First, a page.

Reform watchers should make time to read an internal memo issued by Wall Street bank JPMorgan that says House Republicans may “seek to use the appropriations process to slow implementation of Dodd-Frank by underfunding the new federal agency staff needed to get those programs off the ground. This is already happening, as Congress was unable to increase funding for new positions at the Securities and Exchange Commission and the Commodity Futures Trading Commission in the recently passed Continuing Resolution, which — according to those agencies — set back enforcement of key provisions by several months.“
The 11-page memo, obtained and published by OpenSecrets.org, also says the Republican-led House will focus on some sections of the law for “oversight hearings and possible repeal,” including the Consumer Financial Protection Bureau, treatment of derivatives end users, the Financial Stability Oversight Council, and corporate governance provisions. The memo generally does not lay out JPMorgan’s lobbying strategies, simply saying that the bank will have “newfound opportunities to play a constructive role in the development of important public policies.”
Dodd-Frank whistleblower plan a model for others?
Many companies hope to water down the Dodd-Frank whistleblower protections by telling the Securities and Exchange Commission that they already put in place internal compliance programs under the Sarbanes-Oxley corporate reform law eight years ago. “The whistle-blower program does not negate Sarbanes-Oxley — companies will still have to keep compliance programs in place, often at a significant cost. But they may well fall into disuse now that employees have a monetary incentive to go directly to the SEC,” writes Peter Henning in the New York Times’ Dealbook.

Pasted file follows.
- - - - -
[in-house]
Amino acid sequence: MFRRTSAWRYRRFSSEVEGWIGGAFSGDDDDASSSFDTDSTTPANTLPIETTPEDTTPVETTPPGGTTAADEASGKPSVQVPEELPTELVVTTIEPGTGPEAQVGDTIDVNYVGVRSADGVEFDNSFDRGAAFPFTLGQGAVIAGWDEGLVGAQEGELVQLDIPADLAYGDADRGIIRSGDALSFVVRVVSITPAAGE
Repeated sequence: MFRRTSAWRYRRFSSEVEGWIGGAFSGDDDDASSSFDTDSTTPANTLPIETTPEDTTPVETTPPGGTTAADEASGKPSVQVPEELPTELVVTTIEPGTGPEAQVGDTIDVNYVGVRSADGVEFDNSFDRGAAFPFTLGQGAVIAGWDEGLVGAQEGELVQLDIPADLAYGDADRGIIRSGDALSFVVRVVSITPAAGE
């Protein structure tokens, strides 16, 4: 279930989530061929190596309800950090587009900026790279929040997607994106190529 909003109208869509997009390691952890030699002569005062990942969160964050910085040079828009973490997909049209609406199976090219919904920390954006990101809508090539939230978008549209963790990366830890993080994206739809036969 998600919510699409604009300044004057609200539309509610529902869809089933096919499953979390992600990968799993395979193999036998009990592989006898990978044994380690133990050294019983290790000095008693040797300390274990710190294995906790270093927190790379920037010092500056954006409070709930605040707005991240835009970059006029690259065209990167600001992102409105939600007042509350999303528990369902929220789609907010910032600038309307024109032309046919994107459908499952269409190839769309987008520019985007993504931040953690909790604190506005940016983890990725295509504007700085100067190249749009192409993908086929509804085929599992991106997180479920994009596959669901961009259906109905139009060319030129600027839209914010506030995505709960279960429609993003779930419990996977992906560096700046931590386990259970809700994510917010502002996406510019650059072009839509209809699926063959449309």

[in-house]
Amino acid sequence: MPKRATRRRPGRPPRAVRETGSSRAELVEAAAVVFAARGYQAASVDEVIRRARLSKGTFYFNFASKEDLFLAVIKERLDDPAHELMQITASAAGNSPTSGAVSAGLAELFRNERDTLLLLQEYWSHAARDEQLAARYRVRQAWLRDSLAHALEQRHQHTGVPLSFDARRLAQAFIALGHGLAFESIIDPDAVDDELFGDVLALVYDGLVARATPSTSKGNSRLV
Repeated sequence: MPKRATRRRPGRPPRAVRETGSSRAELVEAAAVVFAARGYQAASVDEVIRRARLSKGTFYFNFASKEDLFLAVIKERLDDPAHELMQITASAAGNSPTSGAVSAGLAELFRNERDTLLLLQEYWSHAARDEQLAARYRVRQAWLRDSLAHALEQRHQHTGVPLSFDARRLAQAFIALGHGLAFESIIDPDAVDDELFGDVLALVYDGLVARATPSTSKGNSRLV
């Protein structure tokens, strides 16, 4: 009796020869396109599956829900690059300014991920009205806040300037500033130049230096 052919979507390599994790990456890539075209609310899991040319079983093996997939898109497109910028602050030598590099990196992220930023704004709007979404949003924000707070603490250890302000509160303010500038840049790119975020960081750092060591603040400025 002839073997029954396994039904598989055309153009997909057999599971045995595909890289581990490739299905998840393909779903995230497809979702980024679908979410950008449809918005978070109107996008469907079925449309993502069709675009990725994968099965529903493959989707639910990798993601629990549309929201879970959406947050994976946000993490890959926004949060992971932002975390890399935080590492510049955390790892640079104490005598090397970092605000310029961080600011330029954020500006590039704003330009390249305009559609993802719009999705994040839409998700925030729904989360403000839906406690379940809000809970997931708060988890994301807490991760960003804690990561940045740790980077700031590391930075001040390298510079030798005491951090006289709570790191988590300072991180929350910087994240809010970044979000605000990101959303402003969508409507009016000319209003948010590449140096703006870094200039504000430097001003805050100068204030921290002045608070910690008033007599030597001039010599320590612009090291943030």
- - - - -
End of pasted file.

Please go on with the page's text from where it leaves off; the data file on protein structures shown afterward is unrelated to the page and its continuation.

The writers of Dodd-Frank estimated the whistleblower provision would result in about 30,000 tips to the SEC each year, and about half of those would be investigated. Because whistleblower programs have broad support from both Republicans and Democrats, Hennings writes that the new Dodd-Frank program could be a model for similar ones in health care and defense contracting. The SEC set a Dec. 17 deadline for public comments on its plan, and comments can be submitted on the electronic form here.
Big banks face higher insurance fees
Earlier this week, the Federal Deposit Insurance Corp. proposed to recalibrate how deposit insurance fees are calculated each quarter. The new plan shifts more of the insurance load to the biggest banks by basing the fee on a bank’s total assets, rather than the current method linking it to a bank’s customer deposits. What exactly does that mean? An extra $1 billion in annual deposit insurance fees from JP Morgan Chase, Bank of America Corp., and Citigroup Inc. combined, according to a sources quoted by the Wall Street Journal.
To weigh in on the proposed regulation, send an e-mail to the FDIC, referencing docket RIN 3064-AD66, to Comments@FDIC.gov .
Self-reg group for investment advisers
FINRA, the Financial Industry Regulatory Authority, is hinting that it could help the Securities and Exchange Commission police investment advisers. Suzanne Barlynn of Dow Jones Newswires reports that FINRA chief executive Richard Ketchum touts his group’s expertise as a “practical way” to address the SEC’s lack of staff to carry out regular examinations of investment advisers. Ketchum offered his views in a nine-page letter that is posted on the SEC’s Dodd-Frank website.